Hepatoblastomaenparentshttps://kidshealth.org/EN/images/headers/KH_generic_header_05_2.jpgHepatoblastoma is a rare type of cancer that affects the liver but rarely spreads beyond it. Most cases are in children younger than 3. hepatoblastoma, blastoma, liver cancer, liver tumor, tumor in the liver, pediatric cancer, cancer in young kids, metastasize, tumor, tumer, Beckwith-Wiedemann syndrome, chemotherapy, liver transplant, transplants, organ transplants04/20/201811/13/201911/13/2019Howard M. Katzenstein, MD and Allison Aguado, MD10/01/2019957c6476-0139-4721-ab32-d9d75d2265b2https://kidshealth.org/ws/RadyChildrens/en/parents/hepatoblastoma.html/<h3>What Is Hepatoblastoma?</h3> <p>Hepatoblastoma is the most common type of&nbsp;<a href="https://kidshealth.org/ws/RadyChildrens/en/parents/liver-tumors.html/">liver</a> cancer in children. It most often happens in children under age 3.</p> <h3>What Are the Signs &amp; Symptoms of Hepatoblastoma?</h3> <p>A child with hepatoblastoma (heh-puh-toe-blass-TOE-muh) usually will have a painless mass (a large belly that sticks out).</p> <p>Less common symptoms include:</p> <ul> <li>belly pain</li> <li>jaundice (yellow skin or eyes)</li> <li>dark pee</li> <li>back pain</li> <li><a href="https://kidshealth.org/ws/RadyChildrens/en/parents/fever.html/">fever</a></li> <li>itching</li> <li>large veins that can be seen in the skin around the belly</li> <li>loss of appetite</li> <li>weight loss</li> <li>nausea and <a href="https://kidshealth.org/ws/RadyChildrens/en/parents/vomit.html/">vomiting</a></li> </ul> <h3>Who Gets Hepatoblastoma?</h3> <p>Children are more likely to get hepatoblastoma if they:</p> <ul> <li>are <a href="https://kidshealth.org/ws/RadyChildrens/en/parents/preemies.html/">born early</a> with a very low birth weight&nbsp;</li> <li>have a growth disorder called Beckwith-Wiedemann syndrome (which makes the body and internal organs grow too much or get too big)</li> <li>have a <a href="https://kidshealth.org/ws/RadyChildrens/en/parents/about-genetics.html/">genetic</a> condition called familial adenomatous polyposis (which causes growths in the lining of the large intestine)</li> <li>have a problem with a gene (the APC suppressor gene) that normally keeps tumors from growing</li> </ul> <p>Hepatoblastoma is more common in boys than in girls.</p> <h3>How Is Hepatoblastoma Diagnosed?</h3> <p>When a child has hepatoblastoma symptoms, the doctor will do an exam. Tests done may include:</p> <ul> <li>blood tests, including <a href="https://kidshealth.org/ws/RadyChildrens/en/parents/labtest6.html/">liver</a>&nbsp;function tests and an alpha fetoprotein (AFP) test (liver damage and some cancers can raise the level of this protein in the blood)</li> <li>imaging tests: <ul> <li><a href="https://kidshealth.org/ws/RadyChildrens/en/parents/ultrasound-abdomen.html/">ultrasound</a></li> <li><a href="https://kidshealth.org/ws/RadyChildrens/en/parents/xray-abdomen.html/">X-rays</a></li> <li><a href="https://kidshealth.org/ws/RadyChildrens/en/parents/cat-scan-abdomen.html/">CAT scan</a></li> <li><a href="https://kidshealth.org/ws/RadyChildrens/en/parents/mri.html/">MRI</a></li> </ul> </li> <li>a <a href="https://kidshealth.org/ws/RadyChildrens/en/parents/biopsy.html/">biopsy</a>: removing a piece of tumor tissue with the help of ultrasound. This helps the doctor see the best area of the tumor to remove.</li> </ul> <h3>How Is Hepatoblastoma Treated?</h3> <p>Doctors usually treat hepatoblastoma with a combination of surgery and <a href="https://kidshealth.org/ws/RadyChildrens/en/parents/chemotherapy.html/">chemotherapy</a>. If possible, children with cancer should go to a medical center specializing in the treatment of pediatric cancers.</p> <p>Treatment depends on:</p> <ul> <li>the child's age</li> <li>the size of the tumor</li> <li>whether there is one or many tumors in the liver</li> <li>whether the cancer has spread from the liver</li> </ul> <h4>Treatment Options</h4> <p><strong>Surgery</strong> is necessary to cure hepatoblastoma. But because of the size of the tumor, it's not possible in most children at the time they're first diagnosed.</p> <p><strong>Chemotherapy</strong> helps shrink the tumor so that doctors can remove it. Sometimes the tumor is so large that a <a href="https://kidshealth.org/ws/RadyChildrens/en/parents/liver-transplant.html/">liver transplant</a> is needed because the whole liver must be removed to get the entire tumor.</p> <p><a href="https://kidshealth.org/en/parents/radioembolization.html" onclick="window.open(this.href, 'windyWindow', 'width=800,height=600,status=no,scrollbars=yes,toolbar=no,resizable=yes,location=yes'); return false;"><strong>Radioembolization (or Y90)</strong></a> is a type of therapy that delivers high-dose <a href="https://kidshealth.org/ws/RadyChildrens/en/parents/radiation.html/">radiation</a> directly to the liver tumor through the bloodstream. The radiologist inserts a tiny catheter (plastic tube) in the groin and passes it to the artery closest to the tumor. This procedure protects much of the normal liver tissue from the effects of Y90.</p> <p>Y90 can be used as primary therapy in liver tumors that don't respond well to chemotherapy. It's also used when hepatoblastoma tumors come back or don't shrink enough for surgery.</p> <p><strong style="font-size: 1em;">Transarterial chemoembolization (TACE)</strong><span style="font-size: 1em;">, which sends chemotherapy particles directly to the tumor.</span></p> <p><strong>Tumor ablation</strong>, which is when doctors destroy tumors by using small needles to heat or cool them.</p> <h3>Who Treats Hepatoblastoma?</h3> <p>Hepatoblastoma is treated by a health care team, including specialists in:</p> <ul> <li>oncology (cancer)/hematology (blood diseases)</li> <li>surgery</li> <li><a href="https://kidshealth.org/ws/RadyChildrens/en/parents/intvnl-radiology.html/">interventional radiology</a>&nbsp;(image-guided minimally invasive procedures)</li> <li>gastroenterology (digestive tract) and hepatology (liver)</li> <li>pathology (diagnosing diseases by examining body tissues, fluids, and organs )</li> <li>genetics (genetic counseling and <a href="https://kidshealth.org/ws/RadyChildrens/en/parents/genetics.html/">testing</a>)</li> <li>radiology (medical imaging)</li> <li>nutrition</li> </ul> <h3>Looking Ahead</h3> <p>If a surgeon removes the cancer completely, a child's outlook is generally good. After treatment, the doctor will do a checkup every year to see if the cancer has come back, but this doesn't happen in most cases. The doctor also will treat any long-term or <a href="https://kidshealth.org/ws/RadyChildrens/en/parents/late-effects.html/">late side effects</a> from the treatment.</p> <p>Having a child being treated for cancer can feel overwhelming for any family. But you're not alone. To find support, talk to your child's doctor or a hospital social worker. Many resources are available to help you get through this difficult time.</p> <p>You also can find information and support online at:</p> <ul> <li><a href="https://www.cancer.gov/types/liver/patient/child-liver-treatment-pdq">National Cancer Institute</a></li> <li><a href="https://www.acco.org/hepatoblastoma/">American Childhood Cancer Organization</a></li> <li><a href="https://liverfoundation.org/">American Liver Foundation</a></li> </ul>HepatoblastomaUn hepatoblastoma es el tipo de cáncer de hígado más frecuente en los niños. Afecta más a menudo a niños menores de 3 años de edad. https://kidshealth.org/ws/RadyChildrens/es/parents/hepatoblastoma-esp.html/694357b2-61ca-4615-8e68-a34b33fde69b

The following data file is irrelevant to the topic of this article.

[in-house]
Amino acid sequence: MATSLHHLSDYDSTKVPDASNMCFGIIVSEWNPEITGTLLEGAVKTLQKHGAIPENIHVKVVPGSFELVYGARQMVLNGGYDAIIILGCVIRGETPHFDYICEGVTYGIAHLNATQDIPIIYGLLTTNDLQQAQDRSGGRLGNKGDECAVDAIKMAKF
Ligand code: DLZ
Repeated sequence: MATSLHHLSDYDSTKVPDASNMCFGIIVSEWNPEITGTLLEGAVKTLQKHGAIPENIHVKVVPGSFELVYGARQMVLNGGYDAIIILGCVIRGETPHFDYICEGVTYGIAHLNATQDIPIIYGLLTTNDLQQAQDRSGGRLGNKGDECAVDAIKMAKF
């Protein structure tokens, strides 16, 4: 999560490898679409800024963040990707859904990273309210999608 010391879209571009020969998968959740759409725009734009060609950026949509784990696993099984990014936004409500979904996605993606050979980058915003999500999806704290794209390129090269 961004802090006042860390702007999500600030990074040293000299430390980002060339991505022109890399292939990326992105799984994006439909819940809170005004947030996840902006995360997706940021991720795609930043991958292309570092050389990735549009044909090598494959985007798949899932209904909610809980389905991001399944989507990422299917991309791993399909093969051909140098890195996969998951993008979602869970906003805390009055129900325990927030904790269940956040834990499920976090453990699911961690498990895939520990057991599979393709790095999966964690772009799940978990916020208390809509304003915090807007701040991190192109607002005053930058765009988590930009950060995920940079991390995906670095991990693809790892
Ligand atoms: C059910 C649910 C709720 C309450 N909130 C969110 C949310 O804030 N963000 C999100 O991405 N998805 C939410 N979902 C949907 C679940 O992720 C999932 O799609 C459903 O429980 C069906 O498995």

ChemotherapyChemotherapy (chemo) is treatment with medicines that stop the growth of cancer cells.https://kidshealth.org/ws/RadyChildrens/en/parents/chemotherapy.html/54f93018-4955-4463-b067-5621e285210f
Childhood CancerDifferent kinds of childhood cancer have different signs, symptoms, treatments, and outcomes. But today, most kids with cancer get better.https://kidshealth.org/ws/RadyChildrens/en/parents/cancer.html/fb37fd75-d961-43c2-b963-ef6f60486038
Late Effects of Cancer and Cancer TreatmentLong-term side effects, or late effects, happen to many cancer survivors. With early diagnosis and proper follow-up care, most late effects can be treated or cured.https://kidshealth.org/ws/RadyChildrens/en/parents/late-effects.html/4f0ec7e2-6a0d-4c67-b4e7-f6e15de2816d
Liver TumorsTumors happen when cells form a mass or growth. Liver tumors can be benign (not cancerous) or malignant (cancerous).https://kidshealth.org/ws/RadyChildrens/en/parents/liver-tumors.html/ef61411a-f830-4846-a20f-56ac5e49076b
Proton Therapy for CancerProton therapy is an advanced type of radiation therapy. It's an effective treatment for many childhood cancers.https://kidshealth.org/ws/RadyChildrens/en/parents/proton-therapy.html/acda9533-9f01-40dc-99ef-abc2938bca03
Radioembolization (TARE-Y90) for Liver TumorsRadioembolization is a procedure used to treat some kinds of liver tumors. A radioactive material works on the tumor, not the healthy tissue around it.https://kidshealth.org/ws/RadyChildrens/en/parents/radioembolization.html/8ff3de84-a008-42c9-bd79-cb927e15da97
When Your Child Needs a Liver TransplantIf your child needs a liver transplant, you're probably feeling lots of emotions. Fortunately, most kids who have liver transplants go on to live normal, healthy lives.https://kidshealth.org/ws/RadyChildrens/en/parents/liver-transplant.html/74340ca2-6b5b-4b7e-85f5-4db45aee1e9a
Wilms TumorWilms tumor is a cancer of the kidneys that usually affects newborns and the very young. Fortunately, most kids with Wilms tumor survive and go on to live normal, healthy lives.https://kidshealth.org/ws/RadyChildrens/en/parents/wilms.html/04155d1b-c25f-435e-b430-877088037392
Words to Know (Cancer Glossary)Check out our cancer glossary for lots of easy-to-read definitions.https://kidshealth.org/ws/RadyChildrens/en/parents/cancer-glossary.html/b23569e7-7ecf-4e78-8aad-108e0ab04842
kh:age-allAgesOrAgeAgnostickh:clinicalDesignation-oncologykh:genre-articlekh:primaryClinicalDesignation-oncologyCancer Basicshttps://kidshealth.org/ws/RadyChildrens/en/parents/cancer-center/cancer-basics/9ea0efb4-12d0-4d11-8b46-923deeb7b806Cancer & Tumorshttps://kidshealth.org/ws/RadyChildrens/en/parents/medical/cancer/088d4c52-cd61-4cca-af46-82de410d892a